After Blount Co. fire, do older apartment buildings have to meet

After Blount Co. fire, do older apartment buildings have to meet today's codes?

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We took a look at the fire codes in place and learned older apartments aren't inspected on a regular basis. We took a look at the fire codes in place and learned older apartments aren't inspected on a regular basis.
The State Fire Marshals Office expects buildings to be up to code and have met all requirements during the time it was constructed. The State Fire Marshals Office expects buildings to be up to code and have met all requirements during the time it was constructed.
Yellow fire tape is barricading the collapsed roof of an apartment flames destroyed Monday afternoon. Yellow fire tape is barricading the collapsed roof of an apartment flames destroyed Monday afternoon.

By LAURA HALM
6 News Reporter

BLOUNT COUNTY (WATE) - Five families in Blount County still without a place to call home Tuesday night after fire forced them out of their apartments.

On Monday, firefighters were trying to control thick smoke and flames tearing through a Louisville apartment complex off Law Road. Fortunately no one was injured or hurt, and now investigators are still working to determine what caused the fire. Though, they believe it started in a first floor unit.

We took a look at the fire codes in place and learned older apartments aren't inspected on a regular basis. That's because the State Fire Marshals Office expects buildings to be up to code and have met all requirements during the time it was constructed.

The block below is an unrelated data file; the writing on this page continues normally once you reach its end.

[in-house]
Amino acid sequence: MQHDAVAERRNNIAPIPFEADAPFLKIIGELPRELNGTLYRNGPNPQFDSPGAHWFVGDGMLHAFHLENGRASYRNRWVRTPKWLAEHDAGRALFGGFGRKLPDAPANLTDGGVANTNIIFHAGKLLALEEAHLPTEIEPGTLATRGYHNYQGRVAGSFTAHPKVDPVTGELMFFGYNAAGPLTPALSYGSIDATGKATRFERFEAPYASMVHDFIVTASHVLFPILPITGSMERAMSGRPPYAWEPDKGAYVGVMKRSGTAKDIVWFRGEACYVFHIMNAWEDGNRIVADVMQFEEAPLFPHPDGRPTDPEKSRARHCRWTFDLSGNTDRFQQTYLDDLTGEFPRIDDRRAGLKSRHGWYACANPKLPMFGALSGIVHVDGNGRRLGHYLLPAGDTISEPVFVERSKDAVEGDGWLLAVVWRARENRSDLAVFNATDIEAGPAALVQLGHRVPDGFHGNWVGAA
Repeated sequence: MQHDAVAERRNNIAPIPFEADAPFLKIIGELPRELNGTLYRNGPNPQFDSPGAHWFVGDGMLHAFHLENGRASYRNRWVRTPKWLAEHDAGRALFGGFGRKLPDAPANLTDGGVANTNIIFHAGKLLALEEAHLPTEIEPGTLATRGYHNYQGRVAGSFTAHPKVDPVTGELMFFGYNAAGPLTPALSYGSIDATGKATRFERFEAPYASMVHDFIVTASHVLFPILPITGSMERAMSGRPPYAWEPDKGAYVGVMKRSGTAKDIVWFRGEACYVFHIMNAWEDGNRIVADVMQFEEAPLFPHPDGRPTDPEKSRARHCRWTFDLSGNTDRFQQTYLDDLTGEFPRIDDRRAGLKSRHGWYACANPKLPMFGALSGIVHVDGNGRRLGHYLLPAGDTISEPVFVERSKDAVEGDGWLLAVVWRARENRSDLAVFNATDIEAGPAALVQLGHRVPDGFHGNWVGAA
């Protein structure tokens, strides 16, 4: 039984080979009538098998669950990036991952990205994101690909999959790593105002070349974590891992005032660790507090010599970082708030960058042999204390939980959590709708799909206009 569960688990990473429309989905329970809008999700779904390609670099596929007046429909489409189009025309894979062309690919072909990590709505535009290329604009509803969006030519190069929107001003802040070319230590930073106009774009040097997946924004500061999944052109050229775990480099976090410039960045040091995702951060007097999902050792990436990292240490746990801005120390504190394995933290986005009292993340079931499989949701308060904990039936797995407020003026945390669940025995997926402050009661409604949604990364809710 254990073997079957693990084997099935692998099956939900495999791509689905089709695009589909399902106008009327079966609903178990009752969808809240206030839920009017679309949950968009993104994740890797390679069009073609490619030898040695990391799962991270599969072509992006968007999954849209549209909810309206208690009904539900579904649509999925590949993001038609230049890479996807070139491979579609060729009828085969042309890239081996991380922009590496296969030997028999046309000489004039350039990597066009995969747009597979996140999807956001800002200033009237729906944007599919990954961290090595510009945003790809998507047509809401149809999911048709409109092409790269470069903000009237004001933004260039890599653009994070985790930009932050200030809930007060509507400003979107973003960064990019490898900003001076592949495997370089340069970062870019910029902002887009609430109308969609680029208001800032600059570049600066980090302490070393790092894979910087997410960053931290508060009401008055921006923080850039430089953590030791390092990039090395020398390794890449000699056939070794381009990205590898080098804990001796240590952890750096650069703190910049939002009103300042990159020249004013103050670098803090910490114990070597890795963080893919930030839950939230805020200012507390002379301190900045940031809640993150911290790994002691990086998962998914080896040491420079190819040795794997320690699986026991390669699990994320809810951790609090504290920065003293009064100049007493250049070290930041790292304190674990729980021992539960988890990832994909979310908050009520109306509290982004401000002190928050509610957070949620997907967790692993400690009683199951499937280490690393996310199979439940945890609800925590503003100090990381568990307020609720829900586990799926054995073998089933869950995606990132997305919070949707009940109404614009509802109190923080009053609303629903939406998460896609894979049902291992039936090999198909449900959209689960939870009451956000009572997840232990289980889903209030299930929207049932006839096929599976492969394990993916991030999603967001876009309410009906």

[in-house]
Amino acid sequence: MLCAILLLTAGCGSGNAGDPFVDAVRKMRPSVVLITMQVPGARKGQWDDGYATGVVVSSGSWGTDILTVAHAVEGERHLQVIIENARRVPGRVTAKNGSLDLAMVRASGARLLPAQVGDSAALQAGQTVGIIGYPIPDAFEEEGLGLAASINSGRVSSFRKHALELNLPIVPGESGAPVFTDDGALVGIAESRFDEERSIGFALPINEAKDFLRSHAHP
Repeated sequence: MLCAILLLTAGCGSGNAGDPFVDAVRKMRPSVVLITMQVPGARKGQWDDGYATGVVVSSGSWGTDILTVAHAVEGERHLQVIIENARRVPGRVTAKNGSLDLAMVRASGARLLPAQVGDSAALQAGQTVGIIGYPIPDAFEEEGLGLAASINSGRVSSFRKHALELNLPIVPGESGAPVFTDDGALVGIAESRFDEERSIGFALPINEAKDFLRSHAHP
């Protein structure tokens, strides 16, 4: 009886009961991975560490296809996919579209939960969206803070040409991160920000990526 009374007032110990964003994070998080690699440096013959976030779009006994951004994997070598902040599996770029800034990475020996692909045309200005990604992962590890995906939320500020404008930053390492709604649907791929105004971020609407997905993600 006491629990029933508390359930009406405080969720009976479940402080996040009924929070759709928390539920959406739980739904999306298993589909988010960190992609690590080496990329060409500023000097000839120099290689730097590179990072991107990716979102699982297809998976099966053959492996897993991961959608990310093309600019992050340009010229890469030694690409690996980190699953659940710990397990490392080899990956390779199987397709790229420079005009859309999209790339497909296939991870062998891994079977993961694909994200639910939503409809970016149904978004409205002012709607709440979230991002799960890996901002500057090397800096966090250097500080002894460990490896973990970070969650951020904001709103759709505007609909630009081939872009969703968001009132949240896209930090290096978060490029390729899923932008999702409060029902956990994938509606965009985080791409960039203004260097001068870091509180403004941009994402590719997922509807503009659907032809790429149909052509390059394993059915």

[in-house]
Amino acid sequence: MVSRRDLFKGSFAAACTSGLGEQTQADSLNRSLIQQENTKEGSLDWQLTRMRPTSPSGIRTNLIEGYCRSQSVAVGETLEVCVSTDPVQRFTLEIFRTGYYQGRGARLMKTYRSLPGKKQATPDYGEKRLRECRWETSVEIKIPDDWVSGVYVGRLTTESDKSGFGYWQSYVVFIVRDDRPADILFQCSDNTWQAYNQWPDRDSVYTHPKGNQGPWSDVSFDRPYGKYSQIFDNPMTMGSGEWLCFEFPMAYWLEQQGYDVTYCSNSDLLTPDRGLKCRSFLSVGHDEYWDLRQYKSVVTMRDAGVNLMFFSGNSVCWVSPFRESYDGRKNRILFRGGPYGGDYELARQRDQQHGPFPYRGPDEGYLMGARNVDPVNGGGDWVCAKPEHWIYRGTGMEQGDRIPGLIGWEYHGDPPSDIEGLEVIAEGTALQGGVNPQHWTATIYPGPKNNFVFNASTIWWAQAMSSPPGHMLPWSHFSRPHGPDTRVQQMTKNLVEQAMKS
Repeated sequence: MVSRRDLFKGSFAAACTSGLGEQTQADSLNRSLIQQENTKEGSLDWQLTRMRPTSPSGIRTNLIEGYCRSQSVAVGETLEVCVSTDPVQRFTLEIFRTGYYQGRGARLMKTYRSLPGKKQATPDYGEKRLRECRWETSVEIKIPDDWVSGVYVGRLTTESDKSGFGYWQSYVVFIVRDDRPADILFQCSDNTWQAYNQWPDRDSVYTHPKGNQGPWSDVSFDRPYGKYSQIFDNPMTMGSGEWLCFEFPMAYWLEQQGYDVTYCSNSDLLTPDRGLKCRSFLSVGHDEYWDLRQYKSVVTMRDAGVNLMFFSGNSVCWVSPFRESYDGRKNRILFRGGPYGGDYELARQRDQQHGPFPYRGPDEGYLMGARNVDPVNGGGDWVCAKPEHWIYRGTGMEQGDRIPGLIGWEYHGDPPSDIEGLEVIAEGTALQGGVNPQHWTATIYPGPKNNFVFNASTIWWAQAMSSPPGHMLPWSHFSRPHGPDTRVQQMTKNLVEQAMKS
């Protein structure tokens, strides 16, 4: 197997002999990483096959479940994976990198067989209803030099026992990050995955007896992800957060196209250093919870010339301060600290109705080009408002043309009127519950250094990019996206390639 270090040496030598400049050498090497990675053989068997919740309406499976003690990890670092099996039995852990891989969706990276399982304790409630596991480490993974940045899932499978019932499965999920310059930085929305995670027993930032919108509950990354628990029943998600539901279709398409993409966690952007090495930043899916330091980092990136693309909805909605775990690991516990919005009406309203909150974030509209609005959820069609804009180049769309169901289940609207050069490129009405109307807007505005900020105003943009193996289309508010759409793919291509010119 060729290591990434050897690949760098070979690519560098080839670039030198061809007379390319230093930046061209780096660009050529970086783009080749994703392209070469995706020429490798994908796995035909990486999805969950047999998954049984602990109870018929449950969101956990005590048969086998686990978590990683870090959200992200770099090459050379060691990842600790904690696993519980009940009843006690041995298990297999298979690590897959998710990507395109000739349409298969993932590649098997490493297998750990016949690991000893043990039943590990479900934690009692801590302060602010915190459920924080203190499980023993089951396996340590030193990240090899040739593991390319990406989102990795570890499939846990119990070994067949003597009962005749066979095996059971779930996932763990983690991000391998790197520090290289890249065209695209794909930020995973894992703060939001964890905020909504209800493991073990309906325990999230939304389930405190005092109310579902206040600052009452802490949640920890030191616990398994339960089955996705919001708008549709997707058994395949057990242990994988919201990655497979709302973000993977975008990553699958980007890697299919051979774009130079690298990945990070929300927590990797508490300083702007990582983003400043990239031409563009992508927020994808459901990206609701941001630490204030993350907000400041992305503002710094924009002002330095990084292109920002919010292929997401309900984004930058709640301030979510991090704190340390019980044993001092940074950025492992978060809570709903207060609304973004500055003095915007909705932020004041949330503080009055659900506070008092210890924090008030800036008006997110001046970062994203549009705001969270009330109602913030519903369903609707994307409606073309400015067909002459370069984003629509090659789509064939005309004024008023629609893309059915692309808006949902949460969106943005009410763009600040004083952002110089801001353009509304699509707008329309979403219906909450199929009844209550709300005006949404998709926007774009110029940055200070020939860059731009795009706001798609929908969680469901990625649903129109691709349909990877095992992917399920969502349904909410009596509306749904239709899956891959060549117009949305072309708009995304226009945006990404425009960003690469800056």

Yellow fire tape is barricading the collapsed roof of an apartment flames destroyed Monday afternoon.

"Building has some age on it," said Chief Doug McClanahan of the Blount County Fire Department.

The apartment was built in 1973, firefighters say there was no fire wall in the attic causing flames to spread quickly.

"The good thing that happened there, management said that they check the smoke alarms quite frequently, we understand every other month. We did hear evidence that there were smoke alarms in there we actually heard them going off," added Chief McClanahan.

So when an apartment building is this old, who makes sure it's up to code?

"That would have been the State Fire Marshals Office," said Director of Blount County Department of Building Safety Marty Yates.

All of today's safety standards don't apply, older buildings are only expected to meet the code requirements during the time it was being constructed. That's because it wasn't until 2006 when Blount County adopted the International Residential Code.

"Where a person would have to have firewalls separating each unit and if it was a two story complex you would have to have a fire rated floor and ceiling," added Yates.

Annual inspections are only on apartments built after 2006, but that doesn't mean those buildings "grand-fathered" in aren't safe. The State Fire Marshals Office expects building owners to maintain all safety features, like smoke alarms.

It's smoke alarms in Monday's fire that firefighters say helped save lives.

"Excellent job getting everybody out before we got out on the scene yesterday," said Chief McClanahan.

It's important to mention that sprinklers are not a requirement right now in apartments, according to Blount County building safety officials. Though Blount County firefighters hope sprinkler systems are adopted into code.

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